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New book highlights global volcanic hazards and risks

Image of the front cover of Global Volcanic Hazards and Risks

The book is the result of a massive collaborative effort involving more than 130 scientists from around 50 countries

Press release issued: 7 August 2015

Three University of Bristol volcanologists – Professor Steve Sparks, Dr Susanna Jenkins and Dr Sarah Brown – are lead editors and authors of a new book, Global Volcanic Hazards and Risks, published this month.

The book, co-edited by geologists from the British Geological Survey with contributors from nearly 90 institutions worldwide, was developed from a series of reports commissioned by the United Nations Office for Disaster Risk Reduction for the Global Assessment Report 2015.

The book is a huge step forward in compiling the current knowledge of volcanic hazard and risk.  It identifies where knowledge and data gaps are and how future research could help to reduce the threat of volcanic eruptions.

In the past four centuries nearly 280,000 people have died as a result of volcanic activity and millions more are thought to be at risk. The book shows that a staggering one tenth of the world’s population (around 800 million people) live within 100km of an active volcano.  Many more may be affected directly or indirectly by volcanic hazards, as Dr Brown remarked: “The 2010 eruption of Eyjafjallajökull in Iceland demonstrates that, given the right conditions, even a small eruption can have far-reaching consequences.”

This pioneering new book, which will be released as an open access e-book by Cambridge University Press, paves the way for focussed future research in areas where most is at stake.  It describes new measures of hazard and threat, and indicates that Indonesia accounts for about two thirds of the global volcanic threat because of its dense population and numerous active volcanoes.

In addition to the threat to life, volcanoes are becoming increasingly infamous for causing global disruption through their impact on industry, particularly the aviation industry.  Consequently the authors have included a section dedicated to the risk posed by volcanic ash, as Dr Jenkins explained: “We bought together our state-of-the-art understanding on how key sectors of society like public health, infrastructure, buildings, agriculture and the economy are impacted by, and vulnerable to, volcanic ash.”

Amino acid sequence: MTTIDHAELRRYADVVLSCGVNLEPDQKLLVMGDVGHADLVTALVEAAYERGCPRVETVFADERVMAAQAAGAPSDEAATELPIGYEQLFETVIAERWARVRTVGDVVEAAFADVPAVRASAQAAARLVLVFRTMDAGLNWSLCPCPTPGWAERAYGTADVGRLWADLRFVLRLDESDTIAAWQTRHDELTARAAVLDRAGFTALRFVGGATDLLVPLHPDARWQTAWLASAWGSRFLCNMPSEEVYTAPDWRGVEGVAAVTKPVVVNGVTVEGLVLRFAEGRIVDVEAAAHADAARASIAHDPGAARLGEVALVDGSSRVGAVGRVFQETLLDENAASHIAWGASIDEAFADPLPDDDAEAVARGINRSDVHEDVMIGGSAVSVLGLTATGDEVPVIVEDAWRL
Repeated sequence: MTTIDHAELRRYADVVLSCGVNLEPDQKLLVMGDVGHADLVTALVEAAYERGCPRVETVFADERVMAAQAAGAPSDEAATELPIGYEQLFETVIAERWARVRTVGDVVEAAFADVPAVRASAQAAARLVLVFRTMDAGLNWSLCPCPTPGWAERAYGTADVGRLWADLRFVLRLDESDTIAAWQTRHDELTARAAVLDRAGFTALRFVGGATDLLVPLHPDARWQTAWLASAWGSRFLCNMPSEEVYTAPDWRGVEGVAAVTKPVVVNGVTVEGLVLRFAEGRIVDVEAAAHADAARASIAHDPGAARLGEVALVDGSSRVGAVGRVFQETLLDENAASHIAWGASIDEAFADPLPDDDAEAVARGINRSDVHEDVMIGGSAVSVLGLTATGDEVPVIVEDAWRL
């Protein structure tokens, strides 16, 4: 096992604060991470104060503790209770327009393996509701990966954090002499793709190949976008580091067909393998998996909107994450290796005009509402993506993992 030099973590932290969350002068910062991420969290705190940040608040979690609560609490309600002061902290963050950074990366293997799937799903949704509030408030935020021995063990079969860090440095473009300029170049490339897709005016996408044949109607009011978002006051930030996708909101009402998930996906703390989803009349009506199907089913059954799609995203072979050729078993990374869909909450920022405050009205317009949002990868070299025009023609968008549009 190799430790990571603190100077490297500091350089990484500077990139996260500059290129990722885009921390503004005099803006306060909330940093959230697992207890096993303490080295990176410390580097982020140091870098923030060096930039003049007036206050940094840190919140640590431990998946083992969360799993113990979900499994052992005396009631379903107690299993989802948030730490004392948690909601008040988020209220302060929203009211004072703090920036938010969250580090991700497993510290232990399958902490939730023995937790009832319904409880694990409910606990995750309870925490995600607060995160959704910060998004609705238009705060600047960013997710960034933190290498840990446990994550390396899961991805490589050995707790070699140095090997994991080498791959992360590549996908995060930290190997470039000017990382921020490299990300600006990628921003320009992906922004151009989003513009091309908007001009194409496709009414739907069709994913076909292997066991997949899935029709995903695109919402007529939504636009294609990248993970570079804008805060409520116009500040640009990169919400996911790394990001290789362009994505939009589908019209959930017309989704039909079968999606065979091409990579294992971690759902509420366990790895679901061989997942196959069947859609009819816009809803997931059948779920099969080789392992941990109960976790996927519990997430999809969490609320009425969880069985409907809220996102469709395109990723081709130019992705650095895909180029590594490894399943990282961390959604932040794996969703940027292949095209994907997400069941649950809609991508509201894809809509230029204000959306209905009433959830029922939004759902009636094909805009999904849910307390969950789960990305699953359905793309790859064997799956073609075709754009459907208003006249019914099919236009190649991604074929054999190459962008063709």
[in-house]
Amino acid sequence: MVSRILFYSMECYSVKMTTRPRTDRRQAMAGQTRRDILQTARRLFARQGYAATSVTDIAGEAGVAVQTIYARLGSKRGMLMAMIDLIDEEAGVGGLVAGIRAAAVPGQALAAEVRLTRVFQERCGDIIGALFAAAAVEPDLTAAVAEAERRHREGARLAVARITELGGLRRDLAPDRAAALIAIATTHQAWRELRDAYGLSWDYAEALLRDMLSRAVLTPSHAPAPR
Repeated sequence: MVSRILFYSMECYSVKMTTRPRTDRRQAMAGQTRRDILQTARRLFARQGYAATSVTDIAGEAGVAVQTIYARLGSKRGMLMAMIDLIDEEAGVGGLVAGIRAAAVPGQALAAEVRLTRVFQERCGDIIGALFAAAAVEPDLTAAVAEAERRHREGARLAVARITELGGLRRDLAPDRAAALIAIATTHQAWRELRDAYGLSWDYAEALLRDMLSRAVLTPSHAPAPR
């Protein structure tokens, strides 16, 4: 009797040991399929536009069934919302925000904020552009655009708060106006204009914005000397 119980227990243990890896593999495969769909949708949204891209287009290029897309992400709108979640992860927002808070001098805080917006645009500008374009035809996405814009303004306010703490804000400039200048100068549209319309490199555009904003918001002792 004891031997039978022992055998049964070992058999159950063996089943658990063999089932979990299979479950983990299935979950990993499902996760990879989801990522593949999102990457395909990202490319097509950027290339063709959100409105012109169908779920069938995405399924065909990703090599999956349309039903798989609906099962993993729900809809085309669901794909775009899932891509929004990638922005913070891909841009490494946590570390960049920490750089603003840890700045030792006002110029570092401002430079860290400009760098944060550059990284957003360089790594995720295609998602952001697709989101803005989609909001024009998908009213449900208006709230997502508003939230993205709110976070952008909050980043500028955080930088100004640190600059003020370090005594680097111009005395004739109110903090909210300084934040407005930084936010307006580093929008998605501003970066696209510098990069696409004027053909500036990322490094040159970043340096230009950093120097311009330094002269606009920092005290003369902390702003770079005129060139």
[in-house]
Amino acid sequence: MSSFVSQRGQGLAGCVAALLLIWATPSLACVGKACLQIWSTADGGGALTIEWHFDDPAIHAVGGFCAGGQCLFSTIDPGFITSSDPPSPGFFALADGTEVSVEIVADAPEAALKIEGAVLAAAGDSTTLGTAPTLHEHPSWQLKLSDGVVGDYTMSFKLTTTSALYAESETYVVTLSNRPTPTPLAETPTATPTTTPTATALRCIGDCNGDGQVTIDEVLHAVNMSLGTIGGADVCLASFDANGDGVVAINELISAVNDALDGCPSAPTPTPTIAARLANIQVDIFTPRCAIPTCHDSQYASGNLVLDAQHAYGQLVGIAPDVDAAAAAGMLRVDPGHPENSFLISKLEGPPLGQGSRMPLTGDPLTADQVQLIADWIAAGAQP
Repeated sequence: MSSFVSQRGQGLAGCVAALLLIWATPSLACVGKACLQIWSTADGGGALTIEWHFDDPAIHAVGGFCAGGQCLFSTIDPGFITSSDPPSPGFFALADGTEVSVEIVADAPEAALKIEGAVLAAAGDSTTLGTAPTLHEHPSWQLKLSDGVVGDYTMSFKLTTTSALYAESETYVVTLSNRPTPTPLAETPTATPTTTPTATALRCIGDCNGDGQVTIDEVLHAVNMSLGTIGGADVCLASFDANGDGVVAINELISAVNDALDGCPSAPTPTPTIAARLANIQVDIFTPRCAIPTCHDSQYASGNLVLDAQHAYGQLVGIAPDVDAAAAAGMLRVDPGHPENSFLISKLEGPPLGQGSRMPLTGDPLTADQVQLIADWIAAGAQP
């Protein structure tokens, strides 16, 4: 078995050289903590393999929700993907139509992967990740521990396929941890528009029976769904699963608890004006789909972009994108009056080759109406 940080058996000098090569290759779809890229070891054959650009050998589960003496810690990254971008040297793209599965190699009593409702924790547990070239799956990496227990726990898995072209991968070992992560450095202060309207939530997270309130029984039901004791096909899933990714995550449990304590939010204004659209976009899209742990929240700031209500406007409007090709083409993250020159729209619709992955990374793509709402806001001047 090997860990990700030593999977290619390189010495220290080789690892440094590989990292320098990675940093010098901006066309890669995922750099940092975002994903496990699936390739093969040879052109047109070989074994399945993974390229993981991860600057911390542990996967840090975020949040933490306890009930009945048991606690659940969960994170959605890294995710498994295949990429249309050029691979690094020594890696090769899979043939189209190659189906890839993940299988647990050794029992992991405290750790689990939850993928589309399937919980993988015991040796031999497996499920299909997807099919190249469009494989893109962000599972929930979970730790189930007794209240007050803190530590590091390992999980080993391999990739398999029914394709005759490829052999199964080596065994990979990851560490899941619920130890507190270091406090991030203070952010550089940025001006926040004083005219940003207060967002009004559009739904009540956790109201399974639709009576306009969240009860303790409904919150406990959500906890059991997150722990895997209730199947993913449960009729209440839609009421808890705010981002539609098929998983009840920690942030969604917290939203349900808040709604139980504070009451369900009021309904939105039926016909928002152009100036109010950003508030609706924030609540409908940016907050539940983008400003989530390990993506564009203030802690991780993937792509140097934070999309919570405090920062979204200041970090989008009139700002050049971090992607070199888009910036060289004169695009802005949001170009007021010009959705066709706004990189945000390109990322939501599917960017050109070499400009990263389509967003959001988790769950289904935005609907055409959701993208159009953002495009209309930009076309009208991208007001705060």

As a consequence, the publication is an invaluable resource for addressing the volcanic hazards and risks posed to diverse communities around the globe.

The book is the result of a massive collaborative effort involving more than 130 scientists from around 50 countries.  Dr Brown said: “We couldn’t have produced the book without this massive community effort and we are very grateful to all those that provided their time and expertise.”

The breadth of knowledge channelled into the book reflects the exhaustive range of topics covered, making it the first collaborative global response to addressing volcanic hazard and risk.  It is hoped that the knowledge gained through compiling the book will aid better preparation by governments, NGOs, corporations and volcanologists for the inevitable risks that lie ahead.

Global Volcanic Hazards and Risks edited by Susan Loughlin, Steve Sparks, Sarah Brown, Susanna Jenkins and Charlotte Vye-Brown can be downloaded or bought from Cambridge University Press. £74.99 (hardback)

Other Bristol academics who contributed to the book are Professor Willy Aspinall, Dr Juliet Biggs, Mike Boulton, Dr Sian Crosweller, Dr Jo Gottsmann and Dr Thea Hincks.

Further information

Professor Steve Sparks and Dr Susanna Jenkins are members of the University of Bristol's Cabot Institute which carries out fundamental and responsive research on risks and uncertainties in a changing environment.   It drives new research in the interconnected areas of climate change, natural hazards, water and food security, low carbon energy, and future cities.  Its research fuses rigorous statistical and numerical modelling with a deep understanding of social, environmental and engineered systems – past, present and future. It seeks to engage wider society by listening to, exploring with, and challenging its stakeholders to develop a shared response to twenty first century challenges.

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